Posted by: From Columbia, MD | December 21, 2006 4:59 PM

Stupid, stupid, stupid. It's one more case of throwing out the baby with the bath water.

Yes, meth is a problem. Is it an epidemic? I have my doubts. Is making the rest of the world's life difficult by limiting access to pseudoephedrine going to stop users? Nope. My son, a former meth user (but clean for the past eight years) says that this is a ridiculous waste of time and that users will always find a way no matter what. And I couldn't agree more.

Posted by: Occasional reader | December 21, 2006 5:32 PM

I whole heartedly agree. My wife and I suffer terrible multi-seasonal allergies all year long and Claritin-D is a big help in the fight to feel better. The law does nothing to curb Meth production (I challenge anyone to show real stats where it has curbed Meth in a meaningful way) and it punishes normal law abiding people. I agree with the guy who said it's more big government from the Rebubli-can'ts. They can send off hundreds of thousands of people to war to be killed or wounded but heaven forbid someone kill themselves abusing drugs.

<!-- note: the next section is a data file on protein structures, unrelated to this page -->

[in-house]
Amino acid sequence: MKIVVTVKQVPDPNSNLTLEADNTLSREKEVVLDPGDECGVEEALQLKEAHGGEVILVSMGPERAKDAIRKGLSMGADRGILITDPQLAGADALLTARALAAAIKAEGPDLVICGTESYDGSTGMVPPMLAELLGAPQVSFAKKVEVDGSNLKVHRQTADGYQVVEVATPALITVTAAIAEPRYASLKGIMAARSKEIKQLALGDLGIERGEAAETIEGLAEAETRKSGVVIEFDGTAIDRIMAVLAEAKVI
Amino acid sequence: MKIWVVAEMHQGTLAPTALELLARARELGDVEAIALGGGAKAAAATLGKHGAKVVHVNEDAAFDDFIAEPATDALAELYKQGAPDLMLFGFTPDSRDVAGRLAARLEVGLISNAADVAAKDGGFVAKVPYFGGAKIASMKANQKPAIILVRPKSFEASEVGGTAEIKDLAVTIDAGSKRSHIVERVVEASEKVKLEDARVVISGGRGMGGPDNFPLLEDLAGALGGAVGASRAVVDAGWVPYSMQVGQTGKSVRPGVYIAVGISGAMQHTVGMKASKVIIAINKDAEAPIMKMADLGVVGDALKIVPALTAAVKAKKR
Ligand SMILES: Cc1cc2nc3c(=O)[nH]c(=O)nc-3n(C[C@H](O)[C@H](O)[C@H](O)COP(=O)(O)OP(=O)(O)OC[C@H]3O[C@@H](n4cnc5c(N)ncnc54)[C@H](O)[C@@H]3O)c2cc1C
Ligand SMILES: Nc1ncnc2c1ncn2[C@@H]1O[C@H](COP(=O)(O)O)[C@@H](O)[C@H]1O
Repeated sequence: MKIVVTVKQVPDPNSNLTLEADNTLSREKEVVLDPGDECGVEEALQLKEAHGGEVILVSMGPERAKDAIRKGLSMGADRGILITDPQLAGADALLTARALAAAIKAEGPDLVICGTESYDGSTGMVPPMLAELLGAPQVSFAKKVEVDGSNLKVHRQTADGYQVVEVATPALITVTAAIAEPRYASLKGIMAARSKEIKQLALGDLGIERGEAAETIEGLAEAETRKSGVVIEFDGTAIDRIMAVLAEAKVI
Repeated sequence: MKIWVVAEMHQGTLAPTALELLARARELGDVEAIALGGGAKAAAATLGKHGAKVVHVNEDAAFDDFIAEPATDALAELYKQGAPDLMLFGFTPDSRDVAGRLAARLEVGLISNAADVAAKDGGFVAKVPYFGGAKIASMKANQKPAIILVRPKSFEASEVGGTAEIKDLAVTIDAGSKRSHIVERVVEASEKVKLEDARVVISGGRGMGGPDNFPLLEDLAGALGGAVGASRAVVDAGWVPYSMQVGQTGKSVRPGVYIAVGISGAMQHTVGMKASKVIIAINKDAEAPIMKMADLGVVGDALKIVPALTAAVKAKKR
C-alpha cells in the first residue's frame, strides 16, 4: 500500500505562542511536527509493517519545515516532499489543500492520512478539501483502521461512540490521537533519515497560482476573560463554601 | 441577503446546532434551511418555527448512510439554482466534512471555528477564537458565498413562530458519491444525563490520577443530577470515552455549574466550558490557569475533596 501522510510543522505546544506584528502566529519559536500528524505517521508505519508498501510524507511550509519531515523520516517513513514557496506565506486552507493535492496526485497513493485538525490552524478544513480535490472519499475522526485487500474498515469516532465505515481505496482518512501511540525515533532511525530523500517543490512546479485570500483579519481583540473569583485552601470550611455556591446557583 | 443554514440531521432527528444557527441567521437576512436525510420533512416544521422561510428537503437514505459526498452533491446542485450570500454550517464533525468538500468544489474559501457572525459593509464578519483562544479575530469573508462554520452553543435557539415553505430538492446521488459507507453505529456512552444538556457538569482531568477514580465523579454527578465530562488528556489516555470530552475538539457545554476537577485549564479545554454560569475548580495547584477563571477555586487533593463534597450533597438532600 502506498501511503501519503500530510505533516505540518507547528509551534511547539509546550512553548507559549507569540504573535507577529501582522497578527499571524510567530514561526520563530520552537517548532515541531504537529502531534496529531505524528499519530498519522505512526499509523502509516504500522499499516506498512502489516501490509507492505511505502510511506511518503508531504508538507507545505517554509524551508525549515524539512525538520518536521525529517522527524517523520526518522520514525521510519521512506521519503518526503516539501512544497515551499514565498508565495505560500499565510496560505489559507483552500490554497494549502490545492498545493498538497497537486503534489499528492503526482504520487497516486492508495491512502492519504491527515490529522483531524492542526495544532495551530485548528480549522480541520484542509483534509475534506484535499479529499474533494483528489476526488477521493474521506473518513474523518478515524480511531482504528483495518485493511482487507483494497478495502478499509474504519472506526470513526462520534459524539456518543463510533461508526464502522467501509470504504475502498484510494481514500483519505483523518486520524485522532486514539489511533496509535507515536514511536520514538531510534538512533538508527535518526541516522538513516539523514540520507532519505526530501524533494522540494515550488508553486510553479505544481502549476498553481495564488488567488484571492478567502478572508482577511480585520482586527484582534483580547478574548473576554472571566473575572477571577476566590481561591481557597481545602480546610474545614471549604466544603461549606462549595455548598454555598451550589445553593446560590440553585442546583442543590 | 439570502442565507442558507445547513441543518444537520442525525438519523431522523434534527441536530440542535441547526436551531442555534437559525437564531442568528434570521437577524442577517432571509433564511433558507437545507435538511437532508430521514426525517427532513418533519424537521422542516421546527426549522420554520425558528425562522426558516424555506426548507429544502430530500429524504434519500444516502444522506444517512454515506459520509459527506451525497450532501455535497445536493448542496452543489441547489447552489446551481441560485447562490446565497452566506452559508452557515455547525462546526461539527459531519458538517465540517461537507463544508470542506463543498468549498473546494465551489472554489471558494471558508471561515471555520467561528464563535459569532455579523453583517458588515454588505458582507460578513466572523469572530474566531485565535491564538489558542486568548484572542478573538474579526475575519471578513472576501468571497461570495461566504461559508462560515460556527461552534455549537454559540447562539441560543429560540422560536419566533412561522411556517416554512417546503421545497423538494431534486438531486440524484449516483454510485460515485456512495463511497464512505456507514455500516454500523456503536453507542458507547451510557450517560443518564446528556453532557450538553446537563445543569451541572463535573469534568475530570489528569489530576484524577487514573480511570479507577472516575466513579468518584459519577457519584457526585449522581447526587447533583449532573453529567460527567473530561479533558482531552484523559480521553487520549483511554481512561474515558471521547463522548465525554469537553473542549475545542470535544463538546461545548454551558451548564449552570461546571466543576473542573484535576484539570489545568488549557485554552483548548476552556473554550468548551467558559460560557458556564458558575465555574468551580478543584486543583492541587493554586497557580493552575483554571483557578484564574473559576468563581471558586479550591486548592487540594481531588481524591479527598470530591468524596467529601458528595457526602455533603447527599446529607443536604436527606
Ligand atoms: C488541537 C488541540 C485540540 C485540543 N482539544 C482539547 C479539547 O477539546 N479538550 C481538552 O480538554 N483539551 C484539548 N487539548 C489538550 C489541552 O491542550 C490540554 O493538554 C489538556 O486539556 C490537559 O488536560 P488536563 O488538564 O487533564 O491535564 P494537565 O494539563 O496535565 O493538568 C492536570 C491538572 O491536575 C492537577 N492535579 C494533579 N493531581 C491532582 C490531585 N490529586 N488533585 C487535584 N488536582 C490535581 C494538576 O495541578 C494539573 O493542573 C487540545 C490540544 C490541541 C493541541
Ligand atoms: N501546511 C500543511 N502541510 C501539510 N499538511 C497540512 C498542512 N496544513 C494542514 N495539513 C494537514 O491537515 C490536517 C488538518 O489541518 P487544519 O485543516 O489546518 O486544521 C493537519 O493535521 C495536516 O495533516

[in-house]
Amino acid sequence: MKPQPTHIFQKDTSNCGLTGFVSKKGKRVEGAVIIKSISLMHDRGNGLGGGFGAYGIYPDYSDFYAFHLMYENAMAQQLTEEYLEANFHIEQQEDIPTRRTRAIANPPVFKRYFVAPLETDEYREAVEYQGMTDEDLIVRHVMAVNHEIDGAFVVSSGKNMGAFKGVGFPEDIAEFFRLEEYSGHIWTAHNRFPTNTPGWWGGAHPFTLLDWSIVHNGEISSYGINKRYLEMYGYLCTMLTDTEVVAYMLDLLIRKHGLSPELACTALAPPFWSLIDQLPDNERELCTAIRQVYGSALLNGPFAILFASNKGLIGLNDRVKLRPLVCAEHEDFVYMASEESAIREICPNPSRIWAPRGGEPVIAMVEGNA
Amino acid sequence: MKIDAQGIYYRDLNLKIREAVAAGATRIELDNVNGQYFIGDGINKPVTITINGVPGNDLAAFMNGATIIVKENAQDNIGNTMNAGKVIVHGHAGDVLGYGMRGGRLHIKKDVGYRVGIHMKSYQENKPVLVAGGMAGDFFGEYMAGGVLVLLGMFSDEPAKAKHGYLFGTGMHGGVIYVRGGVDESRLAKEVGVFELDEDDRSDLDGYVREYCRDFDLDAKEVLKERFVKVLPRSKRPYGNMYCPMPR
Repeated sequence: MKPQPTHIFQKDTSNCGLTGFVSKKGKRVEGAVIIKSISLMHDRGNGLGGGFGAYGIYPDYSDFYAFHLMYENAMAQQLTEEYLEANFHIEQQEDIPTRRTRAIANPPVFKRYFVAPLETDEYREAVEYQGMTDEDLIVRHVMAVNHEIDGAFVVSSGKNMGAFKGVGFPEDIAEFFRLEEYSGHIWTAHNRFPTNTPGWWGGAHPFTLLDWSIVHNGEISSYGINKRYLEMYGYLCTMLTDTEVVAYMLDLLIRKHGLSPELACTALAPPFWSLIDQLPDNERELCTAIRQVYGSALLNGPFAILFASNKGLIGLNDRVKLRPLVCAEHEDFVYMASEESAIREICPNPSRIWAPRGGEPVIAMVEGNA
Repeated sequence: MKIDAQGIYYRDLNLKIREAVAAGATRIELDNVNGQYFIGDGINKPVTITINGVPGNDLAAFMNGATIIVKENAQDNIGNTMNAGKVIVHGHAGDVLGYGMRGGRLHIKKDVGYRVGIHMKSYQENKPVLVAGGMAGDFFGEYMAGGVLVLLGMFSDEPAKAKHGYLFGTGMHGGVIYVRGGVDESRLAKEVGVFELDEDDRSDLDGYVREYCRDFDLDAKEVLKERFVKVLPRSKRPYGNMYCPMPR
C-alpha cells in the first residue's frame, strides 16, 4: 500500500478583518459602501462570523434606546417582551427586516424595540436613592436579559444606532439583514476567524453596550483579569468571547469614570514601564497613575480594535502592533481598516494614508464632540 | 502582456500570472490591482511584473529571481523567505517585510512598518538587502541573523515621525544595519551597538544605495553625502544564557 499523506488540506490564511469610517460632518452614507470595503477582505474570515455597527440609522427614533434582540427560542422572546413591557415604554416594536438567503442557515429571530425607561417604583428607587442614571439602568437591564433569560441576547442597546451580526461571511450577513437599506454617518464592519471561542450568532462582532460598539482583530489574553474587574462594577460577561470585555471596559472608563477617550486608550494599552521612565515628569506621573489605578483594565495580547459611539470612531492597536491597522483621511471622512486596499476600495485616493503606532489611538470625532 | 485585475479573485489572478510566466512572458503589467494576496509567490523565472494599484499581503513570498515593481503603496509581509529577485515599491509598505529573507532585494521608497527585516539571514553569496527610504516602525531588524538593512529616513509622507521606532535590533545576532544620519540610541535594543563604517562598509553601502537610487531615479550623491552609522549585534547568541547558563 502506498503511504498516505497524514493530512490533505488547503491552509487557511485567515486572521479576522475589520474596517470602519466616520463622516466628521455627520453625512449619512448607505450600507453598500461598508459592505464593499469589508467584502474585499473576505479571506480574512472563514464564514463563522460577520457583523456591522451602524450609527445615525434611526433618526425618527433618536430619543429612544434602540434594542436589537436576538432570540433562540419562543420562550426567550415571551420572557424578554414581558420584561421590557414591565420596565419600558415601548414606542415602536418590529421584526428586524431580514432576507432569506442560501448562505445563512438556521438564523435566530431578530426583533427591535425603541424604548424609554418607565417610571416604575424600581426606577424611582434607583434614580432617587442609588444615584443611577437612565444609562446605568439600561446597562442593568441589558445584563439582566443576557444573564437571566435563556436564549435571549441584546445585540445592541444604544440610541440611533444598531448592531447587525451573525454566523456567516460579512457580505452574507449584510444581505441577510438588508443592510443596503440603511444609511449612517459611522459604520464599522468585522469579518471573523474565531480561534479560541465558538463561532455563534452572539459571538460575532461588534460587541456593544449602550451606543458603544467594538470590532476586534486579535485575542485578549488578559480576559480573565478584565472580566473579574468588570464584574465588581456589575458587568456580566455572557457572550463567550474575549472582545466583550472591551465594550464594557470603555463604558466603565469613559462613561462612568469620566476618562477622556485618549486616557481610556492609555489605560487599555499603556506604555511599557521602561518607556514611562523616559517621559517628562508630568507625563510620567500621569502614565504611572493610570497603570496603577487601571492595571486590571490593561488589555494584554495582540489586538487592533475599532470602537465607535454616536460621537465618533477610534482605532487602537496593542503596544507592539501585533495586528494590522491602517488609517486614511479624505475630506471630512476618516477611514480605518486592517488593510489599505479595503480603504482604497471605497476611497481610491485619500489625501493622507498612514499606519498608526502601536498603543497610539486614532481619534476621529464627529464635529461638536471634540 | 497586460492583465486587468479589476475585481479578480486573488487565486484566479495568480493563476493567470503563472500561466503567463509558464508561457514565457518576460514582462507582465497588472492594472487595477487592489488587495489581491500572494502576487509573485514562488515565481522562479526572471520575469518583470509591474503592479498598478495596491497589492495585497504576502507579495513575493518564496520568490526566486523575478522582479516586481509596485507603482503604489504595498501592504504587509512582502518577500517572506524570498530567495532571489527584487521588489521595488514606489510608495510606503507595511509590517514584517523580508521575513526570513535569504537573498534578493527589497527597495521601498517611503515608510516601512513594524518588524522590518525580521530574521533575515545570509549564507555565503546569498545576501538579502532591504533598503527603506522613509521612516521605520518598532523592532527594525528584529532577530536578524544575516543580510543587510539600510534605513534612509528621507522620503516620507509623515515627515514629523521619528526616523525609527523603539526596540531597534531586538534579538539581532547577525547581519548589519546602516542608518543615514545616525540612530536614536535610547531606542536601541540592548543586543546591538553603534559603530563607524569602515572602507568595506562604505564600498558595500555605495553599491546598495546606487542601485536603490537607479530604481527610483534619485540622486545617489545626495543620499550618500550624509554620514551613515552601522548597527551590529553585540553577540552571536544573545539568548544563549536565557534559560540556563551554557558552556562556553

Posted by: Sean K | December 21, 2006 7:16 PM

Allergy shots are no longer covered by insurance at work. We are on singulair, and that takes "preapproval" to get and is priced at the highest tier in our prescription coverage. You cannot get preapproval for the allergy meds because the company (as many are doing) has chosen to purchase an insurance plan that does not cover non-sedative allergy meds, and they have advised they are going to continue to limit other meds as "equivalents" become available OTC. So the insurance company isn't the problem, it's the employer plans (and I work for a huge corporation, this isn't s a mom and pop shop trying to be conservative with their insurance dollars). I'm getting the impression that, as far as companies are concerned, it would be better to have the folks who truly need meds leave the company, then it lessons the burden for everyone else.